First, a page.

Navigating Rule 1.3, Comment 5 to develop an attorney succession plan

To prevent neglect of client matters in the event of a sole practitioner’s death or disability, the duty of diligence may require that each sole practitioner prepare a plan, in conformity with applicable rules, that designates another competent lawyer to review client files, notify each client of the lawyer’s death or disability and determine whether there is a need for immediate protective action. — Illinois Supreme Court Rule 776, Appointment of Receiver in Certain Cases. Illinois Rules of Professional Conduct, Rule 1.3, Comment 5.

We don’t like to contemplate our own exit, but as sole practitioners, we must protect our clients in the event of our disability or death. In a recent article, Attorney Registration and Disciplinary Commission Senior Counsel John R. Cesario cautions the number of attorneys over 65 years of age is expected to grow substantially, perhaps more than three times in the next decade (John R. Cesario, “ARDC Thoughts,” ISBA Senior Lawyer Section, February 2014 Vol. 5 No. 2, – lawyers/newsletter /2014/02/ardcthoughts).

The good news is there are basic steps you can take to ensure a safe and orderly transition. Make plans now and enjoy the peace of mind that comes from protecting the interests of your clients and your family.

Designate your transition counsel and document your choice

Choose your designated counsel carefully. Having a close relationship obviously is material, but there are other factors. Reflect on the practitioner’s age and his or her long-term practice plans. Make sure the attorney communicates well with clients and has experience with the types of cases you handle.

He or she must be able to step in immediately and “review,” “notify” and “determine” — make quick and appropriate evaluations of your cases, contact your clients and take appropriate protective measures. Confirm he or she is comfortable using your various software programs, and provide a guidebook with instructions. Lastly, document your choice and make sure your selected counsel will be promptly notified.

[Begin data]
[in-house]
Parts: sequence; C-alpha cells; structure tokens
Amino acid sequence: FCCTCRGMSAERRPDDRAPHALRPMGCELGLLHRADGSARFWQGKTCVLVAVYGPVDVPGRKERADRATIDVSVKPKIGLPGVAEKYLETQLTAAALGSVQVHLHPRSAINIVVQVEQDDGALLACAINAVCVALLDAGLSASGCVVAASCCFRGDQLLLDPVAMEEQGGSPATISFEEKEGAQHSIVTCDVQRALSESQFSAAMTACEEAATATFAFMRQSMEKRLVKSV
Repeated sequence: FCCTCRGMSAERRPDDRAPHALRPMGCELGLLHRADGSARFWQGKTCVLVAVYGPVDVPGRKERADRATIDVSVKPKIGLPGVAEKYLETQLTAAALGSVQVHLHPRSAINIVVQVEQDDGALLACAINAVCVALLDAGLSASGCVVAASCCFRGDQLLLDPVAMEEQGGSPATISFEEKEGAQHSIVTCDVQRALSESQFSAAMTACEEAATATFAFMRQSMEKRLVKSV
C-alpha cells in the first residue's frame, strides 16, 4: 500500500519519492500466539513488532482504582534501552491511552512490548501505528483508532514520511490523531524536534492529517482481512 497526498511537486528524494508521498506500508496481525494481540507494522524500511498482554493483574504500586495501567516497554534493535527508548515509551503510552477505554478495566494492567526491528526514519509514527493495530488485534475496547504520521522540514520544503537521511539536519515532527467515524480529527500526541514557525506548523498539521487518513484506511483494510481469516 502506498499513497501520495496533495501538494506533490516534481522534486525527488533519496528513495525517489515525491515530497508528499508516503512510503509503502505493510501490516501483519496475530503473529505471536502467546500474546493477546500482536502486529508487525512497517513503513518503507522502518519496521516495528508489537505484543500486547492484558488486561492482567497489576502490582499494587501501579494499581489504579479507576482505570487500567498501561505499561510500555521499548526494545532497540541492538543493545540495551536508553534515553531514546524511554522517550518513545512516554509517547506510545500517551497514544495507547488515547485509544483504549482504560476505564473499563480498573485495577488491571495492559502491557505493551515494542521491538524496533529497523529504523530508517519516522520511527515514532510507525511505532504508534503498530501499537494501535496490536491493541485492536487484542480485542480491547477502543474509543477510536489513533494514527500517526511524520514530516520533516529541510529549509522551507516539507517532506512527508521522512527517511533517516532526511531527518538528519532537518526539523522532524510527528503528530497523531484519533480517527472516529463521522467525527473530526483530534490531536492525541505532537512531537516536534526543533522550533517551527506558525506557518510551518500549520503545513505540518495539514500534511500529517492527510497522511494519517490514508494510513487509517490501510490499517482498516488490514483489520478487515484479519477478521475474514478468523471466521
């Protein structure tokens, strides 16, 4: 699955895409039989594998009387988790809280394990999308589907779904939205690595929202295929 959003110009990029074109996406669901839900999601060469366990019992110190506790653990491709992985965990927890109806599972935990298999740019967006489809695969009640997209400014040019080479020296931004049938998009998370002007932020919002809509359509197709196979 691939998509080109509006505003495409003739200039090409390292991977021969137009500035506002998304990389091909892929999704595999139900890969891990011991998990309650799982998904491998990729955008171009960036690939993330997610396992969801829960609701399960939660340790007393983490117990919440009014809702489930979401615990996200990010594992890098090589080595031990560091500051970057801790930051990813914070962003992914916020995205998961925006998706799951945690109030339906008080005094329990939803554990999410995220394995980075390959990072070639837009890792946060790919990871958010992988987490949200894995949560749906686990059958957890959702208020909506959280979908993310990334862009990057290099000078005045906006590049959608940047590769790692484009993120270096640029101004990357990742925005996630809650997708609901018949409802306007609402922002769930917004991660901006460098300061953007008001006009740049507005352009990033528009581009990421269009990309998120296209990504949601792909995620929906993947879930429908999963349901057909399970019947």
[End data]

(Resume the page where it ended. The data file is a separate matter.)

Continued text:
Make smart software choices

Making sound software choices for your practice now will smooth any transition later. Your designated counsel will need to operate your word processing, billing, calendar, accounting and client database programs.

Using integrated or consolidated systems not only provides efficiencies in your daily work but will make the changeover as orderly and seamless as possible. Consider using established programs commonly used in the legal profession that also include technical support.

Don’t hand your successor a password-discovery nightmare. There are online and desktop password utilities that list all of your programs and store every program password under a single master key.

With the use of secure cloud-based storage services, quality programs and a comprehensive document imaging protocol, you can maintain a safe, virtual version of your office, accessible from anywhere. Your successor will more adeptly manage the firm’s affairs, and at present, your practice will be more productive.

Put yourself in your successor’s place

To ensure your designated counsel will be effective, sit down at your desk, imagine you know little of your own practice, and begin to review, notify and determine. Are all files located at your offices or do you have outside storage? How and where are original documents and instruments maintained? How can you quickly access all litigation deadlines, court hearings, client contacts, billing and financial records?What are the passwords for your various programs and online accounts? How do you access your phone system? Answer those questions for a successful transition.

Plan preparation and maintenance

Cesario’s article offers insightful suggestions for developing your transition plan. Keep current with periodic reviews and update your software. Check your counsel-of-choice for any new developments on his or her side. This will minimize potential disruptions if the time comes.

Protect your clients and your firm’s value

Observance of Rule 1.3, comment 5, will not only protect your clients but can further serve to preserve your firm’s value.

Under Rule 1.17 of the Illinois Rules of Professional Conduct, a law practice may be sold by “the estate of a deceased lawyer or the guardian or authorized representative of a disabled lawyer” if certain conditions are satisfied. Integrating your attorney succession plan with prudent estate planning can help safeguard the worth of the practice you worked so hard to build.

So get to it and develop your plan. You’ll be glad you did.

© 2014 Law Bulletin Publishing Company. All rights reserved.

Wednesday, December 17, 2014 • Volume 160, No. 247
Reprinted with permission from Law Bulletin Publishing Company
Glenn E. Heilizer, “Sole Speak” Column